And in jidaigeki some of that sword work they do is very good. I wasn't so bad at a particular sport that has to do with nasty stuff called fighting. As an old geezer now looking back I realize I was mighty stupid with that, but it does help one to appreciate the physical work and co-ordination needed for that sword work they do on the jidaigeki set.

Sorry, this post got way too long. Another reason folks tend not to care for me --- yakking with my fingers way too much.

I'll do that welcome thing again --- welcome to JREF.
 
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Lothor

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Hi Alex,

Nice introduction to yourself. Welcome! Can I suggest you also start looking at some of the most commonly used kanji too? First of all, they're useful for survival skills if you come and visit Japan (and I hope you do!). As you exit a station and you're looking for the west exit, you'll see 西口 rather than にちぐち。Second, if you decide to take the Japanese Language Proficiency Test to assess your progress, you'll need to be familiar with about 80 kanji. Third, as you start to move onto more advanced textbooks, you'll find more and more of the hiragana being replaced by kanji.
Best of luck in your studies.
 
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I am not normally a welcoming type of human in any sort of venue, but I like that use of 'warm' up there and I am guessing that English isn't your native language, but you are using it in an excellent way in your writing that I see so far and that is mighty interesting.

Wait, I might have messed up there. You wrote "live in" so maybe English is a native language?

Anyway, I'll extend a welcome to you, but I am not a proper sort to be welcoming folks as I get folks angry at me a lot for my odd and sometime not nice style.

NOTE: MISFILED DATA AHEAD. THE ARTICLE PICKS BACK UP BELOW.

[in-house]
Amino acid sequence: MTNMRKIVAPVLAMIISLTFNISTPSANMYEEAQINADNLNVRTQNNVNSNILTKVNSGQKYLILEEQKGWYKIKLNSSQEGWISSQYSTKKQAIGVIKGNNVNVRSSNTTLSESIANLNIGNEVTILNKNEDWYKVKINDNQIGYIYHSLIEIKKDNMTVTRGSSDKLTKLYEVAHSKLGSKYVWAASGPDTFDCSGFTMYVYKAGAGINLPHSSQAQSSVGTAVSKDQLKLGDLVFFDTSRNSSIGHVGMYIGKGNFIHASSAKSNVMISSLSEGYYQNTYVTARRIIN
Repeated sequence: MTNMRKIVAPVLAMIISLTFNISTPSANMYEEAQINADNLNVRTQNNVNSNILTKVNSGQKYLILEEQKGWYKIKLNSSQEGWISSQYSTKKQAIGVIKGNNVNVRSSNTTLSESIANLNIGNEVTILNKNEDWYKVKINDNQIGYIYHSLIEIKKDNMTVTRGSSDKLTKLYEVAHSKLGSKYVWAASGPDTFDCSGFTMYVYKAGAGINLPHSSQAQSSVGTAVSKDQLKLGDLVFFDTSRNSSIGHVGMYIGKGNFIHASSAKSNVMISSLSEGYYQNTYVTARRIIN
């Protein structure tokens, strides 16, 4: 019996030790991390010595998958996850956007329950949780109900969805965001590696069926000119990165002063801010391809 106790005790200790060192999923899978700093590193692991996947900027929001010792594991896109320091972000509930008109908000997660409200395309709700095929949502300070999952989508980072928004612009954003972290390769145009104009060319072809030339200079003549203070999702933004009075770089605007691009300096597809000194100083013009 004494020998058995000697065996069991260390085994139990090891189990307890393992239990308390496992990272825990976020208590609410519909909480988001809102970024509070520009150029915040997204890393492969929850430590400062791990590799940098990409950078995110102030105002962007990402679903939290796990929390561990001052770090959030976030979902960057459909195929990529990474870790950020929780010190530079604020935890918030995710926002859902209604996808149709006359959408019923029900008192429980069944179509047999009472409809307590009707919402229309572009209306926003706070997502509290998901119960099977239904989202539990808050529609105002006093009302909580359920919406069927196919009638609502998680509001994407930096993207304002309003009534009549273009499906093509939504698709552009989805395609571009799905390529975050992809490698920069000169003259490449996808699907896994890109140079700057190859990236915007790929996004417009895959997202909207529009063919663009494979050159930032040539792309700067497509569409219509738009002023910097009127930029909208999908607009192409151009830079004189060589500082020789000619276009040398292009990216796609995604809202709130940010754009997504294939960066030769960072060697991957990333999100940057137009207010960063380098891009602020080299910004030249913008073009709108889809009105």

By the way, an idea from me that might prove useless, but I have done it with a couple of other languages and did it with Japanese and can be interesting; watch television shows meant to portray historic type fantasy based very, very loosely on fact. For Japan, some of the older jidaigeki, like the older Mito Komon. I mean, I know that Mito Komon didn't exit his area of living as the TV series has him doing, but the language they use is good for the ear to pick up and it is amazing how it can stay lodged into your brain when other stuff/lessons sort of escape.

Just keep in mind that them baby folks are listening to a whole mess of a language for a long time before they can actually speak it. There has been research done on how to duplicate that in adults, but my system has been to find some neat old interesting series that entertains even though I am not sure what exactly they are saying. The actions you see give you a lot of information and can provide some entertainment.

And in jidaigeki some of that sword work they do is very good. I wasn't so bad at a particular sport that has to do with nasty stuff called fighting. As an old geezer now looking back I realize I was mighty stupid with that, but it does help one to appreciate the physical work and co-ordination needed for that sword work they do on the jidaigeki set.

Sorry, this post got way too long. Another reason folks tend not to care for me --- yakking with my fingers way too much.

I'll do that welcome thing again --- welcome to JREF.


Hello TGI-ECT, and thank you so much for the message, and it's not my native language, no, my native language is danish, and I do know for a fact, that I have some grammar issues here and there, but while speaking or writing english, i'm trying my hardest to be on point :D

And while you're not the "proper sort" of welcoming people, due to your "odd" and sometimes not nice styl,e, I don't see that anywhere here, to me you're very friendly and humble in your way of being, so the "not so nice style".. I don't see it!